Texas Brigade Monument - Gettysburg, PA
Posted by: Groundspeak Regular Member Math Teacher
N 39° 47.423 W 077° 15.262
18S E 306971 N 4406923
Quick Description: This granite obelisk marks the general vicinity of the area occupied by Robertson's Texas Brigade at Gettysburg, prior to its attack on the Round Tops on July 2, 1863. The monument is located on South Confederate Avenue, Section 5.
Location: Pennsylvania, United States
Date Posted: 4/2/2012 8:54:13 AM
Waymark Code: WME4FB
Published By: Groundspeak Premium Member Lat34North
Views: 0

Long Description:

The Texas Brigade consisted of three Texas and one Arkansas infantry regiments. Those units were the 1st, 4th & 5th Texas Infantries and the 3rd Arkansas Infantry. The entire unit fell under the immediate command of Brigadier General Jerome Bonaparte Robertson (March 14, 1815 – January 7, 1890) until he was wounded on July 2nd. Robertson was a doctor, Indian fighter, Texas politician, and a general in the Confederate States Army during the American Civil War. He was noted for his service in the famed Texas Brigade in the Army of Northern Virginia.

The brigade, however, fell under the leadership of Maj. Gen. John Bell Hood, thus it is called Hood's Texas Brigade. Maj. Gen. John Bell Hood (June 29, 1831 – August 30, 1879) was a Confederate general during the American Civil War. Hood had a reputation for bravery and aggressiveness that sometimes bordered on recklessness. Arguably one of the best brigade and division commanders in the Confederate States Army, Hood became increasingly ineffective as he was promoted to lead larger, independent commands late in the war, and his career was marred by his decisive defeats leading an army in the Atlanta Campaign and the Franklin-Nashville Campaign.

The Texas Brigade Monument is located on the west or right side South Confederate Avenue if traveling south, a few steps way from the Hood's Division Monument. The marker is located at the very top of the handle of a large 'soup ladle' of a turn, at least that is what is looks like on a map. Just .35 miles away is where South Confederate Avenue curves in a wide arc then repeats itself and curves again in the opposite direction just like a sine wave. The memorial faces due east and is located very close to the road, however, parky is tricky around here so exercise caution. Please do not park on the grass, park on the side of the road. I cannot emphasize that enough! I visited this monument on Saturday, March 10, 2012 at 4:36 PM, just before the clocks were set ahead for the Spring. I was at a 629 foot ASL elevation.

The Draw the Sword site helped out by the NPS narrative and the SIRIS site offers the following description: This was the first non-regimental Confederate monument at Gettysburg, placed here in 1913 (thus predating even the Virginia state monument) through the effort of a group of private citizens. In addition to honoring the 1st, 4th, and 5th Texas Regiments, this monument also honors the 3rd Arkansas Regiment. Monument is a granite shaft with apexed-top; and polished east face with inscriptions. This Confederate marker was erected by private contributions from persons in Texas, represented by Mrs. Mable M. Bates. It marks the area occupied by the Texas brigade at Gettysburg prior to its attack on the Round Tops on July 2, 1863. It was dedicated on Sept. 17, 1913.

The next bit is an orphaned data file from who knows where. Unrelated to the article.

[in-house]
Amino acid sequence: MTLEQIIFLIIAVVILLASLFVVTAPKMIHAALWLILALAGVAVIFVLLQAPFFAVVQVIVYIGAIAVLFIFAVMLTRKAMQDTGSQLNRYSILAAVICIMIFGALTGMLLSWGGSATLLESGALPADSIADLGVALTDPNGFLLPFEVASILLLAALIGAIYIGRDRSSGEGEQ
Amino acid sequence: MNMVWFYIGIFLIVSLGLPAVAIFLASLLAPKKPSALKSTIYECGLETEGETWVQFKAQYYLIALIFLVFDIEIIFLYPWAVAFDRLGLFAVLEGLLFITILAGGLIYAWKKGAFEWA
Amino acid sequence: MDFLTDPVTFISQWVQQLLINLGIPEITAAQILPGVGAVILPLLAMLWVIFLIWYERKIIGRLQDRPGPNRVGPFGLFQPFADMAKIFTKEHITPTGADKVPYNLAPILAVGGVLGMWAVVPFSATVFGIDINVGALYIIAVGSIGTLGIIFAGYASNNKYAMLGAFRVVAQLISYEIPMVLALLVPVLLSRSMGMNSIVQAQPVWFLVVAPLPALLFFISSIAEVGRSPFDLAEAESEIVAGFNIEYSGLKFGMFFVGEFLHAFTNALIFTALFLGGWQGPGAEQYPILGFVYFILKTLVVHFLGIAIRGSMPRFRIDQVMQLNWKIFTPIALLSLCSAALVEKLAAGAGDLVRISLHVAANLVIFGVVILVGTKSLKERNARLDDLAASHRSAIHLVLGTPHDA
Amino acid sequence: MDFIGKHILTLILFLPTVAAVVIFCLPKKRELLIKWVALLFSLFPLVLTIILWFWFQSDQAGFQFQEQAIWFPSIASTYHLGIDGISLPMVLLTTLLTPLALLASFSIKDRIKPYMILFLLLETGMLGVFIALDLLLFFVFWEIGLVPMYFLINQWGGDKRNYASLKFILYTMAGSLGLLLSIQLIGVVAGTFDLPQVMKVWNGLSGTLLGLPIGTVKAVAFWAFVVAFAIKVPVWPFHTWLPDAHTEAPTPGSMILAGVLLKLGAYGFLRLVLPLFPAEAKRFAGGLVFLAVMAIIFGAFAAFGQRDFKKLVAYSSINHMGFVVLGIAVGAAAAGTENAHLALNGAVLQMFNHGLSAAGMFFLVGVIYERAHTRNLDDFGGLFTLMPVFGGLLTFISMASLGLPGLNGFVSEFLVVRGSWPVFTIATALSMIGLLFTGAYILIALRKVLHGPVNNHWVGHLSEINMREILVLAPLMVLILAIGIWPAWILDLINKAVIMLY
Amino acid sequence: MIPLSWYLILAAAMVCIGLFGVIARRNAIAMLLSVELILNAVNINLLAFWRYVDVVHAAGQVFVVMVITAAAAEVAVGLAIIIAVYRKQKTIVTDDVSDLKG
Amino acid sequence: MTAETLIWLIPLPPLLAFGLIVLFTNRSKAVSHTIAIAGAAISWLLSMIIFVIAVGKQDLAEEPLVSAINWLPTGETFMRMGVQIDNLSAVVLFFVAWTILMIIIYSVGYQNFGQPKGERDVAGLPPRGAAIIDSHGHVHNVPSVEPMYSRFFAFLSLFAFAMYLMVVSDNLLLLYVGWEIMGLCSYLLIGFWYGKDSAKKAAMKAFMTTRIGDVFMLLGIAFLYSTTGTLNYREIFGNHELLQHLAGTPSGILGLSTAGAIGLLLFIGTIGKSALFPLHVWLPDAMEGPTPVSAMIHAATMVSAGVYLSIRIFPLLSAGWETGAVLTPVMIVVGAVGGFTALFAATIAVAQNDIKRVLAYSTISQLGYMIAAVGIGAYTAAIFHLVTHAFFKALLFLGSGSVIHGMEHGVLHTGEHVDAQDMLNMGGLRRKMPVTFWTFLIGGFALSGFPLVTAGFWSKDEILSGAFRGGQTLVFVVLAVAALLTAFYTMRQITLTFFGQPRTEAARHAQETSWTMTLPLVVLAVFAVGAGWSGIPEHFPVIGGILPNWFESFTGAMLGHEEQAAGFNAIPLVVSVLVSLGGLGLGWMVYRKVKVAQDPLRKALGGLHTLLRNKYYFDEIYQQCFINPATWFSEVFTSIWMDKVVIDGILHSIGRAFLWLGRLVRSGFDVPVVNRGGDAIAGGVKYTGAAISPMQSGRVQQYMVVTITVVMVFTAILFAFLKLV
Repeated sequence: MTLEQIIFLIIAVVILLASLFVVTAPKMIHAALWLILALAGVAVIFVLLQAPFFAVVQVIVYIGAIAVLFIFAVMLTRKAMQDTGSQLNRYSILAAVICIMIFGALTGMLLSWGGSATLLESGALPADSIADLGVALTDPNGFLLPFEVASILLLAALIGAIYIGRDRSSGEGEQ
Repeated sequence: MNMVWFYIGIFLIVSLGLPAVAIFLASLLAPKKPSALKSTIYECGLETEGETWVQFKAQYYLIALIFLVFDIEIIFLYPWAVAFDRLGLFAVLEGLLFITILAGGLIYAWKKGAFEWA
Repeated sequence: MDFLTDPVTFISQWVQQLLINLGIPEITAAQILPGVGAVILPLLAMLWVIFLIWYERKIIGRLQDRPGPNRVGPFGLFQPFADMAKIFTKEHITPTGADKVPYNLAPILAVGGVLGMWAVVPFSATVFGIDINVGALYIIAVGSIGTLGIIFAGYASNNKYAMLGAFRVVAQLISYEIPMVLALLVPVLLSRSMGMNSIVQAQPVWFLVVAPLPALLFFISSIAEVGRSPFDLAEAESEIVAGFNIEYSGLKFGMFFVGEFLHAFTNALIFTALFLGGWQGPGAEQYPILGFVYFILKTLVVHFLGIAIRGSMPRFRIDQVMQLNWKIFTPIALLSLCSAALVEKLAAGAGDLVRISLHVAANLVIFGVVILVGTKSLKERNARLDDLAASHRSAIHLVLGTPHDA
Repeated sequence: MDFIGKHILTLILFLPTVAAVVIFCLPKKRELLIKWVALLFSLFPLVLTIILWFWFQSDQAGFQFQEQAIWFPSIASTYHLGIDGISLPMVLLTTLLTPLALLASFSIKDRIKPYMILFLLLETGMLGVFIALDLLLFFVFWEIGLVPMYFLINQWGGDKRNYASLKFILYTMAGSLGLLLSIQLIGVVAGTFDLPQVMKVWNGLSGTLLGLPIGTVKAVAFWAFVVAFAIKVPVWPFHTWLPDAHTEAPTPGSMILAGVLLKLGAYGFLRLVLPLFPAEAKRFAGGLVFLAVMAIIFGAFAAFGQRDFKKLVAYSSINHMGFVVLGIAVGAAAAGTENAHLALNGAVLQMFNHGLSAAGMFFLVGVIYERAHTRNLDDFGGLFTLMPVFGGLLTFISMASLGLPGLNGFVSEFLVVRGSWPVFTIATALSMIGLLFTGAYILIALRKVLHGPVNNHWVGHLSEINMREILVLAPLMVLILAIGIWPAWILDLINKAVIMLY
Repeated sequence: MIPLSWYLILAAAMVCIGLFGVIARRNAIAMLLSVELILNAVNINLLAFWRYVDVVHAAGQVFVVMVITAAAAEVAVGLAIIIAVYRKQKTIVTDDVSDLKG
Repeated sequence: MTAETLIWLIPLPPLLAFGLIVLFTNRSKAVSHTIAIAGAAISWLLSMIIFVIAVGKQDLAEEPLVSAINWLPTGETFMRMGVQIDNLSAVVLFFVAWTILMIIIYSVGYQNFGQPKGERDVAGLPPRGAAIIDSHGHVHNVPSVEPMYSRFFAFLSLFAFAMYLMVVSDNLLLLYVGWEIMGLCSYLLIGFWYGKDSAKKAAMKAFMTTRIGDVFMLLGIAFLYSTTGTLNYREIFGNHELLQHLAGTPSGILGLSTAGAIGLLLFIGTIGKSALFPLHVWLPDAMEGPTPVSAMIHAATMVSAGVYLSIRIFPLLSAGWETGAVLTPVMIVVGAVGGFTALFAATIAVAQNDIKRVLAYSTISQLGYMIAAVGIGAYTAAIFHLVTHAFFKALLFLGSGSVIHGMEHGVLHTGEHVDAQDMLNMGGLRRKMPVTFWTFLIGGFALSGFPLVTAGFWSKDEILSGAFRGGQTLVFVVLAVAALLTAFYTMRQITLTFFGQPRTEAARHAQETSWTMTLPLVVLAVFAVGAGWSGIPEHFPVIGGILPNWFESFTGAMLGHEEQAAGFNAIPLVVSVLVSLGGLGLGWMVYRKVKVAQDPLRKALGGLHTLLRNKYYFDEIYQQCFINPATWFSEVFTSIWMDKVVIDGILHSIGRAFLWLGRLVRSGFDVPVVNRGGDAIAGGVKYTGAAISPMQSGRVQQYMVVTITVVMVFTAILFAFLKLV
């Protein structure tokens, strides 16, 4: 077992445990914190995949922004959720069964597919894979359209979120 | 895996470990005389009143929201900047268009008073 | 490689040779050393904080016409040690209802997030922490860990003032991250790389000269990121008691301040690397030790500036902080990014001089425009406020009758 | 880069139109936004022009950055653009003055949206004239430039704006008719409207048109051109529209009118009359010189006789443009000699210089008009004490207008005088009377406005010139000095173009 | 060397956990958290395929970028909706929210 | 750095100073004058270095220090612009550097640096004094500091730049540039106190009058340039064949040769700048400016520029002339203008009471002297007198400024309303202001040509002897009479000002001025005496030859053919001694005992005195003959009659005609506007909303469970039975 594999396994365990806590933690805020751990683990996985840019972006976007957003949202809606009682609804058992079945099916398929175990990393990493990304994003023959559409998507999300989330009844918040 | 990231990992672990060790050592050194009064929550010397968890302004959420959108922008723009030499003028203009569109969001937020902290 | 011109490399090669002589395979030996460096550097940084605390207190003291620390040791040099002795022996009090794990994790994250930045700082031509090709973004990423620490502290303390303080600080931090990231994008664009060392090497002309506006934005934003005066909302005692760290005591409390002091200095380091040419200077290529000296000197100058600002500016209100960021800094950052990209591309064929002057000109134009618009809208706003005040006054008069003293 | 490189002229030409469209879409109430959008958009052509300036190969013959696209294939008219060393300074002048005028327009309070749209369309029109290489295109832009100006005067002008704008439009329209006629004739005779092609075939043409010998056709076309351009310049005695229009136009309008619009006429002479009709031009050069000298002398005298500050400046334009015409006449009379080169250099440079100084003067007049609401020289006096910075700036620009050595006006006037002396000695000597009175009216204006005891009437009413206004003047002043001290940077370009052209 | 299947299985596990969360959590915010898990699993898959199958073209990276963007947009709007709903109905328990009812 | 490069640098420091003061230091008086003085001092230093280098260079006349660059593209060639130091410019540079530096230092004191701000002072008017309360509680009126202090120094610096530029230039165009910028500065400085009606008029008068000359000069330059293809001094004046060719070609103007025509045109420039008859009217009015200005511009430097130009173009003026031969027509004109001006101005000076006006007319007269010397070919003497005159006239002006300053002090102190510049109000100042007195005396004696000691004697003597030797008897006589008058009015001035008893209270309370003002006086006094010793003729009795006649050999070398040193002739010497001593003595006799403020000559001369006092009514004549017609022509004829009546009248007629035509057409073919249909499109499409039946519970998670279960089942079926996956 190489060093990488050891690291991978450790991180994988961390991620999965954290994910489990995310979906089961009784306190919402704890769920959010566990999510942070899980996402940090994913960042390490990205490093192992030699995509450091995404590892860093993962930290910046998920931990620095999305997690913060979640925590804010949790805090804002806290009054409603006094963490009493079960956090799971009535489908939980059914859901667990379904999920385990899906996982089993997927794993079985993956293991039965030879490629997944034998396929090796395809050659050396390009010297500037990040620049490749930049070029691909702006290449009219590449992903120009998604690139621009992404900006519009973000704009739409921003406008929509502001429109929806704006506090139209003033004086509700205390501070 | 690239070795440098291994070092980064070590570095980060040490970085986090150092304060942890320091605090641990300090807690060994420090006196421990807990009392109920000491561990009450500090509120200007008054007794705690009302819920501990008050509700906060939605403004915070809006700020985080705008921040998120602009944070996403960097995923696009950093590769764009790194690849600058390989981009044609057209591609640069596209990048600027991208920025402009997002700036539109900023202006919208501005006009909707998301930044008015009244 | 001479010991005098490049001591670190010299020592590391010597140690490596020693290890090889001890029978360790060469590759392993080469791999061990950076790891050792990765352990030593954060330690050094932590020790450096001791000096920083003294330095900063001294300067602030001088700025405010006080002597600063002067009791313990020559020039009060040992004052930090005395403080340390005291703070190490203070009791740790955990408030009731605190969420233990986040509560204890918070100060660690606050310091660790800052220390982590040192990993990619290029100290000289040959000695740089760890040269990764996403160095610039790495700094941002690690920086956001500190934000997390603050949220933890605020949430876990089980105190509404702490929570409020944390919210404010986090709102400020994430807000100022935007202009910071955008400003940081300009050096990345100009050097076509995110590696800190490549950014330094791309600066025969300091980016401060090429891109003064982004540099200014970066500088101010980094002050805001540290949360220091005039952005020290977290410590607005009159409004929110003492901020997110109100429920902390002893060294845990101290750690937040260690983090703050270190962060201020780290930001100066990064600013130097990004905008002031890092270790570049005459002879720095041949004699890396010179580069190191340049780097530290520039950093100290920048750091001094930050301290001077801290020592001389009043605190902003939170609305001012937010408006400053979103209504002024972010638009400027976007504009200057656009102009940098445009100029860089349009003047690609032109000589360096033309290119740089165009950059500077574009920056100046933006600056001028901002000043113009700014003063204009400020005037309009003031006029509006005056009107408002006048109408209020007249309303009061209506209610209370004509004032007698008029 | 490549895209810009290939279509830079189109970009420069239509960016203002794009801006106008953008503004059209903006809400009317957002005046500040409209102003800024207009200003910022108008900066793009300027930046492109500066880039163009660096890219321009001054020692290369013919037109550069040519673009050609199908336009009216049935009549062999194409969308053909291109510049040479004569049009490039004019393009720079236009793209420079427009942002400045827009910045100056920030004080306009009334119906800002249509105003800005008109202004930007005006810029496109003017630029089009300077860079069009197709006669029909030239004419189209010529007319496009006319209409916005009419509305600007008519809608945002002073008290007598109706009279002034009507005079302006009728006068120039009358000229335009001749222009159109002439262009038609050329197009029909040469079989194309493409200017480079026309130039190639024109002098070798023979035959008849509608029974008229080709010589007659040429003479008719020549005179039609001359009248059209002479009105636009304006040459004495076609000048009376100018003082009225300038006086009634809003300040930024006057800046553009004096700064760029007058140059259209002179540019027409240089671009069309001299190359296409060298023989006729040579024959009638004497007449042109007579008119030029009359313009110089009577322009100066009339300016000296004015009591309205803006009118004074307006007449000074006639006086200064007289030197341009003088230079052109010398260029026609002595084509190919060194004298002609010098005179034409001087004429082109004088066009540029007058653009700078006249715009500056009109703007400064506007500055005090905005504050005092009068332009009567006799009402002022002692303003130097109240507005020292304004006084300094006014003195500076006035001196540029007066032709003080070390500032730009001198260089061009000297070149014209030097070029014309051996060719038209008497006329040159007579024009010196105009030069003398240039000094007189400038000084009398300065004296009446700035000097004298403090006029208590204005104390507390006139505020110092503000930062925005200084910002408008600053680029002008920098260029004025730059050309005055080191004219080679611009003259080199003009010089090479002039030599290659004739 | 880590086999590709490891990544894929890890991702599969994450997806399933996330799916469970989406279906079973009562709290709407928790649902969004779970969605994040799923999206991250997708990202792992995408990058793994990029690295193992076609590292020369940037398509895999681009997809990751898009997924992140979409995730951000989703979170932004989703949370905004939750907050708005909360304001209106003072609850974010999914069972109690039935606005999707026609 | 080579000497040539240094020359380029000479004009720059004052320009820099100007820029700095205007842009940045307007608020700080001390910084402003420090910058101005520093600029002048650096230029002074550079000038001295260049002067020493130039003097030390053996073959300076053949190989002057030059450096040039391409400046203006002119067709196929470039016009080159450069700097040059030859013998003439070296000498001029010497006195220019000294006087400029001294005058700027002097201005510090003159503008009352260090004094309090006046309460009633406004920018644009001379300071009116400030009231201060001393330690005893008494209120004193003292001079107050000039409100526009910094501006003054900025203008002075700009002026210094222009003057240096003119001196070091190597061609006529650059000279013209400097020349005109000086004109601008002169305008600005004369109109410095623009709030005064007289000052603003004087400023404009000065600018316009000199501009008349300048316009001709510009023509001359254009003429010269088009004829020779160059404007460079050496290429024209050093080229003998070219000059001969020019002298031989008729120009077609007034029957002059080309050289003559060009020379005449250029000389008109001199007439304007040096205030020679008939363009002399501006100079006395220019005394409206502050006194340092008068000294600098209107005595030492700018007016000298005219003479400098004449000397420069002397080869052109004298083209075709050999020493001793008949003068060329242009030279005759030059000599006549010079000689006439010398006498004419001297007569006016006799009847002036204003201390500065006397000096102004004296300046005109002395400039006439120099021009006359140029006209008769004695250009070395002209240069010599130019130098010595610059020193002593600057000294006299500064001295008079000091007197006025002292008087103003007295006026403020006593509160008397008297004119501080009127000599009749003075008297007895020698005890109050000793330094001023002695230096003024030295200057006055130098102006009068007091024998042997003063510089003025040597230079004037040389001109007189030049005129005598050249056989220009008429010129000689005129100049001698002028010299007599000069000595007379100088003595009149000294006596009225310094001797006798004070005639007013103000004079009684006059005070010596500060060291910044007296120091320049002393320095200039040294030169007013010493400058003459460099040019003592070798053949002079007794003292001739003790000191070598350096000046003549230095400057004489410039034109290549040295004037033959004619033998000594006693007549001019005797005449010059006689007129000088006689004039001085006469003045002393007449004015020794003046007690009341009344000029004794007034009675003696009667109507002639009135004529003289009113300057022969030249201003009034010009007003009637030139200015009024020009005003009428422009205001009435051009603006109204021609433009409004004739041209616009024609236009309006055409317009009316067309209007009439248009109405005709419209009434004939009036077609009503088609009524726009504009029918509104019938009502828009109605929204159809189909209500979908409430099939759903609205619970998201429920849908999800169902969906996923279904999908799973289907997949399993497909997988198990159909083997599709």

The monument was erected on June 1, 1885. This Confederate marker was erected by private contributions from persons in Texas, represented by Mrs. Mable M. Bates. The monument is made of granite and SIRIS lists the dimensions as: Approx. 6 ft. 5 in. x 1 ft. 10 in. x 1 ft. 8 in. The brief inscription on the front side reads:

C.S.A.
Hood's Texas Brigade
Brig - General
J.B. Robertson
Commanding
1st, 4th, 5th Texas, 3d Arkansas
Infantry Regiments
July 2d. and 3d. 1863.


The Texas Brigade Monument is a contributing feature to the Gettysburg National Military Park Historic District which is nationally significant under NR Criteria A, B, C & D. Areas of Significance: Military, Politics/Government, Landscape Architecture, Conservation, Archeology-Historic. Period of Significance: 1863-1938. The original National Register Nomination was approved by the Keeper March 19, 1975. An update to this nomination was approved by the Keeper on January 23, 2004. The monument is identified as structure number MN081.

From the Nomination Form:
Marks general vicinity of area occupied by Robertson's Texas Brigade at Gettysburg, prior to its attack on the Round Tops on July 2, 1863.Located on Confederate Ave, Section 5.

Short Physical Description:
Granite shaft w/ apex top resting on base 1'10"x1'8" at base, 6'5" high. All face rough hewn except E which is polished. Inscription is cut into polished face.

Long Physical Description:
Monument is a granite shaft with apex top that rests on a 1.1x1.8 foot base. Overall height is 6.5 foot. All faces are rough hewn except the east, which is polished. An inscription is cut into the polished face. Located on Confederate Ave near its junction with the Emmitsburg Road.


My Sources
1. NRHP Nomination Form
2. SIRIS
3. Stone Sentinels
4. Virtual Gettysburg
5. Draw the Sword
6. Historical Marker Database
7. Wikipedia

Date Installed or Dedicated: 9/27/1913

Name of Government Entity or Private Organization that built the monument: This Confederate marker was erected by private contributions from persons in Texas, represented by Mrs. Mable M. Bates.

Union, Confederate or Other Monument: Confederate

Rating (1-5):

Related Website: [Web Link]

Photo or photos will be uploaded.: yes

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